How would you define the word: “Fair”?
I suspect that we’d define the word “fair” in a lot of different ways. Some of us would say that it’s “fair” when good people go to Heaven and bad people go to Hell. Some of us build our lives around the Protestant Work Ethic – believing that success and happiness in life (even eternal salvation) are based upon hard work, dedication, thrift and determination. Some who embrace the Prosperity Gospel believe that financial blessing and our physical well-being are the will of God; and that our faith, positive speech patterns, and donations to religious causes will eventually increase our material wealth.
I’ve learned that life isn’t always “fair.”
Is it “fair” when a young mother is killed in an automobile accident, or when a child dies from brain cancer? Is it “fair” that God equally sends rain upon the just and the unjust? Are poverty and homelessness “fair” in a society where some people amass tremendous fortunes; and is it “fair” when people lose their homes (and are forced into bankruptcy) because of an unexpected and undeserved illness that sent them to a hospital?
Many pastors are criticized for being too political every time they try to address an issue in society that exists because life isn’t “fair.” Whether we want to admit it or not, poverty is not God-ordained. Homelessness in America exists because people who live their lives in positions of power continue to create systems that ensure that some people will rise to the top (themselves) and others will never have that chance. Hunger isn’t being created by a lack of food – it’s caused by poor distribution and use of food (think about that the next time you throw food in the garbage). The Bible’s filled with condemnations that are directed at the powerful, and the Sacred Story speaks of a Great Day when God’s going to turn everything upside down. Mary once proclaimed that God will fill the hungry with good things and send the rich away empty. (Luke 1:53). Jesus once said that the poor, the mourning, the humble, the hungry and thirsty, and the persecuted are “blessed” in the Kingdom of Heaven. Jesus, also, said that there’s no such thing as being a disciple without bearing the Cross; and, sometimes, bearing the Cross calls us, as God’s people, to live our lives of faith – “Striving for Justice and Peace”.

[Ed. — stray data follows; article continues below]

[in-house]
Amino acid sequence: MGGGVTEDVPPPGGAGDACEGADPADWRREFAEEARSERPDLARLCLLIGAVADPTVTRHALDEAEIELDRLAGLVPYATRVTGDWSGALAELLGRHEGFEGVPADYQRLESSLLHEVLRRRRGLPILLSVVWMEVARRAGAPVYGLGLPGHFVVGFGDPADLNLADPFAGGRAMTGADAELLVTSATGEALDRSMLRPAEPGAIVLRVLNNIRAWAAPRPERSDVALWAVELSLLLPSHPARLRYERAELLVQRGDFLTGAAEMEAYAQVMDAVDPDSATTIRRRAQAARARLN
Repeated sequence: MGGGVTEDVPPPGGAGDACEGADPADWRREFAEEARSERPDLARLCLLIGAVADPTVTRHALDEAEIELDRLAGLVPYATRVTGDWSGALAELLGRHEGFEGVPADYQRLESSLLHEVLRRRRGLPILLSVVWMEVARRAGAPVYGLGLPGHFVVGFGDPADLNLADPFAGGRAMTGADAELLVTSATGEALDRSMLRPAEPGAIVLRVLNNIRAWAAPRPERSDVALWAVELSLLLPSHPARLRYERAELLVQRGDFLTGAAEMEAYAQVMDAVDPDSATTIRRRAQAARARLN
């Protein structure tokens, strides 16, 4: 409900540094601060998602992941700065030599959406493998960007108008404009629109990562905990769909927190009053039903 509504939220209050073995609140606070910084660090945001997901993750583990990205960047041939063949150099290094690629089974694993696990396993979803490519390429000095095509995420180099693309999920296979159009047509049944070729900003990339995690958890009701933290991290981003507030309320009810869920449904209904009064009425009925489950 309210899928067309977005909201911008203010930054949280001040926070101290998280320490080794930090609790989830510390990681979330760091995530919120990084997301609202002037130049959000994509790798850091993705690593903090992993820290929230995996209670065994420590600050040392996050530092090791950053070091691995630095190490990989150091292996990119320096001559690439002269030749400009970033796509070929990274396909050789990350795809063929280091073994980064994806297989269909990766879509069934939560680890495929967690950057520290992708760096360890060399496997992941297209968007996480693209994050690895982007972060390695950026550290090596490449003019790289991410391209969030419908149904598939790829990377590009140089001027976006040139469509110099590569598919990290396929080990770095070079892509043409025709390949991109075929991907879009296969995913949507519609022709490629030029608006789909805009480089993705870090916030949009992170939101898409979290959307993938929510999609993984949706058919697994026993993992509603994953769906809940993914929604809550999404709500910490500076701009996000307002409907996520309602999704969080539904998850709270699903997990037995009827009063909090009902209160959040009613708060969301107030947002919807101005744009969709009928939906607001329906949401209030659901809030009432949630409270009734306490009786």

We can’t get around the fact that Jesus stirred people’s nests and stepped on people’s toes. Jesus spoke to the “wrong” kinds of people. He touched lepers. He lived among sinners and outcasts, and called religious leaders of His time (people who enjoyed their positions of power) “white-washed tombs.” Jesus was not afraid to be political. Jesus (and all of the prophets who lived before Him) spoke-out and condemned human-created systems that trap people in difficult positions that they cannot escape. And, Jesus also calls us (modern day disciples and followers of Christ) to take-up our Cross by putting skin in the game, by “Striving for Justice and Peace” in all the earth, and by speaking on behalf of those who don’t have a voice of their own – even when it costs us something like our reputation, or our job, or even our life.
This week, we’re called to remember that, when the Reign of God breaks into the world, the “way things are” is challenged by the “way things could be.” When the Reign of God breaks into the world, justice will roll down like mighty waters and righteousness will gush from the ground like an ever-flowing stream…!
Discipleship is not for the faint-of-heart. Bearing the Cross and “speaking to power” have never been easy. And yet, we must remember that we can’t be disciples of Christ without being filled with the passion-creating fire of the Holy Spirit that sends us into the world to change it – “Striving for Justice and Peace” in all the earth.